Loneliness Affects Health
September 2007 - A study by University of Chicago psychologists, Louise Hawkley and John
Cacioppo published in Current Directions in Psychological Science investigated the relationship between social
isolation, loneliness, and physical deterioration associated with aging. Pointing out that loneliness is not the same
as solitude which can be highly valued they nevertheless conclude that social isolation and physical aging may have a
deleterious effect on health.
Researchers tested the hypothesis that the relatively mild impact of loneliness in the young may
have a cumulative effect by studying a group of college-age individuals and continuing an annual study of a group who
were between 50 and 68 years old when recruited.
Stressful experiences inevitably increase with age. Lonely participants in the older group reported
the same number of stressful life events but identified more sources of chronic stress and reported greater childhood
adversity. They also differed in how they perceived their life experiences, appearing more helpless and threatened and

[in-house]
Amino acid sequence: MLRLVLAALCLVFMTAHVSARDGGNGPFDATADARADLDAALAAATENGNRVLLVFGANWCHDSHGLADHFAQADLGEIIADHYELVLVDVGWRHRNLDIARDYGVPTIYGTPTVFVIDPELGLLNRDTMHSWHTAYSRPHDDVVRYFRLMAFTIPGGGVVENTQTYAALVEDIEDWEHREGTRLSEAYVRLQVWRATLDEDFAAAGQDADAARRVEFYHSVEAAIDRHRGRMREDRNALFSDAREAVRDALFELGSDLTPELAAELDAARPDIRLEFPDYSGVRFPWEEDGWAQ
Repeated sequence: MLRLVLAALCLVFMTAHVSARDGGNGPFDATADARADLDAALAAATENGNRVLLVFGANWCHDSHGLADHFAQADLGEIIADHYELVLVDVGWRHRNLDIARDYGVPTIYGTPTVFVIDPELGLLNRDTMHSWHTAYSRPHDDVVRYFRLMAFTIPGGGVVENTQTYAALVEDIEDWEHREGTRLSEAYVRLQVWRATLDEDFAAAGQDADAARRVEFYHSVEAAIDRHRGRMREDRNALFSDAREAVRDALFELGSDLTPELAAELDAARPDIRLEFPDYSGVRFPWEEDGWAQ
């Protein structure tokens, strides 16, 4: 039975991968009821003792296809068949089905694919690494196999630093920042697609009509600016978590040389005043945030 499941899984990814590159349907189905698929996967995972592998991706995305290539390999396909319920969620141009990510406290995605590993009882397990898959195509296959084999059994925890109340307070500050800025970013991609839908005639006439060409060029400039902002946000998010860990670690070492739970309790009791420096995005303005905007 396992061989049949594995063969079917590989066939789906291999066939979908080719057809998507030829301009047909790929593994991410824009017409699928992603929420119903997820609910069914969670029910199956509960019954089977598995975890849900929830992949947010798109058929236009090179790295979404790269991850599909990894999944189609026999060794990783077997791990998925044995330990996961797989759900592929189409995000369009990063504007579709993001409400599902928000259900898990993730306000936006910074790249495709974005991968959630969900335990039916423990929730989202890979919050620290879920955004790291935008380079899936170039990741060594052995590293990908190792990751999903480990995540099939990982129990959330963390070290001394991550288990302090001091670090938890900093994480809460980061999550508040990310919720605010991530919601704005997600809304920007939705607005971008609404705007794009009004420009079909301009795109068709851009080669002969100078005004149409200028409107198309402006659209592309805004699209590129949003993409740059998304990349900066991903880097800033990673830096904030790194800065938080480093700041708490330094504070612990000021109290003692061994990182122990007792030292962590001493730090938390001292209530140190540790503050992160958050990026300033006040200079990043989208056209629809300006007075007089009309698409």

less likely to seek help.
At the cellular level, researchers found that lonely participants had higher levels of epinephrine in
their urine. They explain that this is a "fight or flight" hormone suggesting a heightened state of arousal. As with
blood pressure, the physiological impact is likely to become more apparent with aging. Stress hormones are also
involved in fighting inflammation and infection, perhaps less effectively when loneliness is a factor.
Normal reliance on processes like sleep to recover from stress was also affected. Researchers
monitored the younger participants and found that the lonely had poorer quality sleep associated with numerous
"micro awakenings" and more daytime dysfunction. They point out that sleep tends to deteriorate with age, and
combined with loneliness this natural restorative process is probably further compromised.